Saturday, February 23, 2013

Sailor Mouth Saturday: Victualler

When Henry VIII had the brilliant notion to establish the Royal Navy, ships were a bit different than they would be 300 years later in the glory days of Admiral Nelson. A fine carrack of war, like the iconic Mary Rose, was often filled to bursting with men and arms, leaving very little in the way of room for the food and water needed to keep those men in good working trim.

Enter the smaller, but equally important, companion ship that became known as the victualler. As Admiral Smyth notes in The Sailor's Word Book:

In the early age of the navy, each man-of-war had a victualler especially attached to her; as, in Henry VIII's reign, we find the Nicholas Draper, of 140 tons and 40 men, was victualler to the Trinity Sovereign; the Barbara of Greenwich to the Gabriel Royal, and so on.

The smaller ships, probably more closely resembling a Medieval cog than their larger companions, could ship supplies far out to sea allowing their man-of-war to focus on the important duties to hand.

The word victualler and victualling thus entered the parlance of the Royal Navy and in turn her American daughter. The same could not be said of the Latin-speaking navies, who relied more on a form of the word "provider"; le fournisseur in French, for instance.

Thus we find in the English speaking countries the victualling bill which was essentially the receipt kept at a customs house for provisions and stores provided to the quartermaster of a merchant ship after payment or bond had been received. The victualling book would have been kept aboard ship, generally by the purser, and would have been a log of incoming and outgoing provisions. This would have been inspected on a regular basis by the captain and/or owner to ensure that all was on the up-and-up, so to say.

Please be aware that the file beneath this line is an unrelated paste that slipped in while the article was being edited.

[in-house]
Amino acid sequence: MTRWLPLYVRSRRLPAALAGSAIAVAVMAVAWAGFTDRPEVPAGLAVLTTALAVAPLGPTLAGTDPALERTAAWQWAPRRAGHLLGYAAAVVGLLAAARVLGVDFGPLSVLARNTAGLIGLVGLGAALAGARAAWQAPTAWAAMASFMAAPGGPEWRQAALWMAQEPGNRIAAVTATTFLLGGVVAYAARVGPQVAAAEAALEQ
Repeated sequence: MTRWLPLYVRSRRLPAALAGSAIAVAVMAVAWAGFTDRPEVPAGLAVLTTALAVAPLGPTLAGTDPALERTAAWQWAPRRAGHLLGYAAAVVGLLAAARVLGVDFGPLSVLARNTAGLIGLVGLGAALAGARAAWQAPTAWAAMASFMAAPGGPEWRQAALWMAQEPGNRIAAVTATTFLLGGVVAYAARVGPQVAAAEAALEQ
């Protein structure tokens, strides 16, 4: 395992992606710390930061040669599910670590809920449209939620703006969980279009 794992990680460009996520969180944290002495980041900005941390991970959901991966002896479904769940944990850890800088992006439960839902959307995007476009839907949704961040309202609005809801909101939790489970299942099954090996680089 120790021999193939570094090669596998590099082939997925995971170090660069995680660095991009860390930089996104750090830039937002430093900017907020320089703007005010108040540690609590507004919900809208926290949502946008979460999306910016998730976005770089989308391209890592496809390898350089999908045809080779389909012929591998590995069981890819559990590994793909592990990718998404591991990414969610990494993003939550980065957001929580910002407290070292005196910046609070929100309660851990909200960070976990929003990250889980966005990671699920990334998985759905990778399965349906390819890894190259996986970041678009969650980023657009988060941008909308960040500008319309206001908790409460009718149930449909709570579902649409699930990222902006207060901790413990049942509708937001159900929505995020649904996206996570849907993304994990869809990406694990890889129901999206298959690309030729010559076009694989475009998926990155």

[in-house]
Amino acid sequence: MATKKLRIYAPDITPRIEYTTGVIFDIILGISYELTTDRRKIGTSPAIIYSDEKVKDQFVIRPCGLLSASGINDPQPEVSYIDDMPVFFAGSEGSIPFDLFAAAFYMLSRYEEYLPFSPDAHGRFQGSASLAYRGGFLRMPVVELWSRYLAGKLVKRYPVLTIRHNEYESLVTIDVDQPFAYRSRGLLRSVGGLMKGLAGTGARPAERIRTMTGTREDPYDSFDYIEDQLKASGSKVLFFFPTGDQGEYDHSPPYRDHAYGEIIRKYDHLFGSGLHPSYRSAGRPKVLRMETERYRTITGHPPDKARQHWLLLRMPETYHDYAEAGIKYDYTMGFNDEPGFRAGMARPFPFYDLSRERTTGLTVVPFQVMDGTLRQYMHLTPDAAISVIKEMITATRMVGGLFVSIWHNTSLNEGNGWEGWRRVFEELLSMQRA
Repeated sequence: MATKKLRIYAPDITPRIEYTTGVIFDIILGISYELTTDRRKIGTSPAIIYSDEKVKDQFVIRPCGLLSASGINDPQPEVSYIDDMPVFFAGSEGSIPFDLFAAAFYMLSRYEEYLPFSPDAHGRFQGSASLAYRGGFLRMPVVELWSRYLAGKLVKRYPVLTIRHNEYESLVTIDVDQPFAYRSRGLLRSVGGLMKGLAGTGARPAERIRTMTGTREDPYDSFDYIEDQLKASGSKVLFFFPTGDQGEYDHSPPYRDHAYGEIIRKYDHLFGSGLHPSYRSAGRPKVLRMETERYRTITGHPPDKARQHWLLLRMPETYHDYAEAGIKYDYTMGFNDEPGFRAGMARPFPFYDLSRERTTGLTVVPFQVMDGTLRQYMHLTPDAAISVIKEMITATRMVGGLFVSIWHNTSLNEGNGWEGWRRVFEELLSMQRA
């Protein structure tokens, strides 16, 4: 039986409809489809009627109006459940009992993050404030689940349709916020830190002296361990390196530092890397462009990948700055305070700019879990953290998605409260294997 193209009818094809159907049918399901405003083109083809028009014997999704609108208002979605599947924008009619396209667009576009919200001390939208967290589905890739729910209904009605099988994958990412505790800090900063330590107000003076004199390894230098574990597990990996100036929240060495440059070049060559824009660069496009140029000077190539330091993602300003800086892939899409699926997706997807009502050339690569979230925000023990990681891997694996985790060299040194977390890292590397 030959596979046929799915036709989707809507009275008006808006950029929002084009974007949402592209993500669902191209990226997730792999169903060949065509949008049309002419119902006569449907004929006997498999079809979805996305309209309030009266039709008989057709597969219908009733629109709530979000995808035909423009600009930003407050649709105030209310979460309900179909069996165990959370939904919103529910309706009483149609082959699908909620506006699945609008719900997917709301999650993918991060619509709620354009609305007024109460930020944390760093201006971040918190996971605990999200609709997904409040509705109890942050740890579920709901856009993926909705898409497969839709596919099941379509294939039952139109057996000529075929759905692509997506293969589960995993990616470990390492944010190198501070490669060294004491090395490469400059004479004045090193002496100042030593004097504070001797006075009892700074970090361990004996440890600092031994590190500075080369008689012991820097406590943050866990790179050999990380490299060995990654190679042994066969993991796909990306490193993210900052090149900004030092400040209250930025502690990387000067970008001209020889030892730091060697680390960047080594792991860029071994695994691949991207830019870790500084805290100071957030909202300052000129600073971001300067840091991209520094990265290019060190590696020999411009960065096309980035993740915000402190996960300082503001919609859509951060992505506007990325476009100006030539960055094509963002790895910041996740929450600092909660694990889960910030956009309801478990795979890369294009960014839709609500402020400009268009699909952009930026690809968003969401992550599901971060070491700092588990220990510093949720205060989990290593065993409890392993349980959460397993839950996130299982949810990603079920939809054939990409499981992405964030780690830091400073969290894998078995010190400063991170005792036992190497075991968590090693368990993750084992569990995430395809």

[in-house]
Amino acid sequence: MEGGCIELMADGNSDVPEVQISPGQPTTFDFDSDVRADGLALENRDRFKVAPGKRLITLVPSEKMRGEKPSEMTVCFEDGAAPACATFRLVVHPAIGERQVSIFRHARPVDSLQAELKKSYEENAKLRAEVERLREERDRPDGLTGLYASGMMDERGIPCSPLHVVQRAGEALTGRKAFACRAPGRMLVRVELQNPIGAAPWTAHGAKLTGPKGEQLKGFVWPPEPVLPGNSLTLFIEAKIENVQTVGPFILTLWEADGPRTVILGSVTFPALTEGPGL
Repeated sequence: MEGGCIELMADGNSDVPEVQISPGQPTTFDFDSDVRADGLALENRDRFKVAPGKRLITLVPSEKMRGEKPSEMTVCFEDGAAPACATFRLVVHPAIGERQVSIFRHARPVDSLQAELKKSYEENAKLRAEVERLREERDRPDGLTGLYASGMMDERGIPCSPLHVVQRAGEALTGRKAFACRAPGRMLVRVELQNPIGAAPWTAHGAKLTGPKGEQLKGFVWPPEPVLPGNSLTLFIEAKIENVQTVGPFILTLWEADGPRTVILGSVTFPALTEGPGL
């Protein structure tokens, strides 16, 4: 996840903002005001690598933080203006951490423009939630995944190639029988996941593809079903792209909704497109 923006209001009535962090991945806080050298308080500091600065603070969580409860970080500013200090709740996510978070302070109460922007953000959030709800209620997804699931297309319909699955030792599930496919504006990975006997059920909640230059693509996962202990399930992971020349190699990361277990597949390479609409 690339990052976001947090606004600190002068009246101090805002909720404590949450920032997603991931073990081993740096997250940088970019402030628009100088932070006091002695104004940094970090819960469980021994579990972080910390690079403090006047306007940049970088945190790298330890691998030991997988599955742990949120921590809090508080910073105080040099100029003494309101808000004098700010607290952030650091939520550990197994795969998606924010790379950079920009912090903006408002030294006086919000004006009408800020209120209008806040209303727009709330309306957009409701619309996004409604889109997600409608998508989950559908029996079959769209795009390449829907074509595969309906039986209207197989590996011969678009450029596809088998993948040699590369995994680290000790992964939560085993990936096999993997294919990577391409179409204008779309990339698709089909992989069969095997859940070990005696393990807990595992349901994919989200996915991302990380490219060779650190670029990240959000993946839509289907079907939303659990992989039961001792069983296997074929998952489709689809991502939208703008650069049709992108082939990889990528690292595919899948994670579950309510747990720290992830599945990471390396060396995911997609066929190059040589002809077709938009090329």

In the navy, the victualling yards were a series of warehouses where provisions and other dry goods were stored for the stocking of naval vessels. These yards were generally located near naval dockyard such as Boston, New York, Baltimore, Charleston and New Orleans in early 19th century America, and Plymouth, Gosport, Gibraltar and Jamaica for the Royal Navy (to name only a few.)

And now that we have our victuals in, I'm away to sea Brethren. Fair winds for this Saturday and beyond; huzzah!

Header: The Argonauts Leaving Colchis by Ercole de Roberti c 1480 via Old Paint; a fanciful interpretation of a round ship, or cog


Timmy! said...

I believe that the modern US Navy still uses supply ships to refuel, rearm, and restock ships, Pauline. And the offshore oil platforms also use Platform supply vessels (often abbreviated as PSV).

Pauline said...

Exactly; see, thank you Henry VIII!

Charles L. Wallace said...

Fascinating, Pauline, and thank you. So, to defeat Hank's Navy, one could just whack the food ships?

Our navy does indeed have supply ships (I served on an ammunition ship, and an AOE - a combo ammunition and fuel ship). These have all gone MSC (Maritime Sealift Command); there's a small Navy detachment onboard, but the master and crew are civilian mariners.

Yer off to sea? What is the occasion? :-)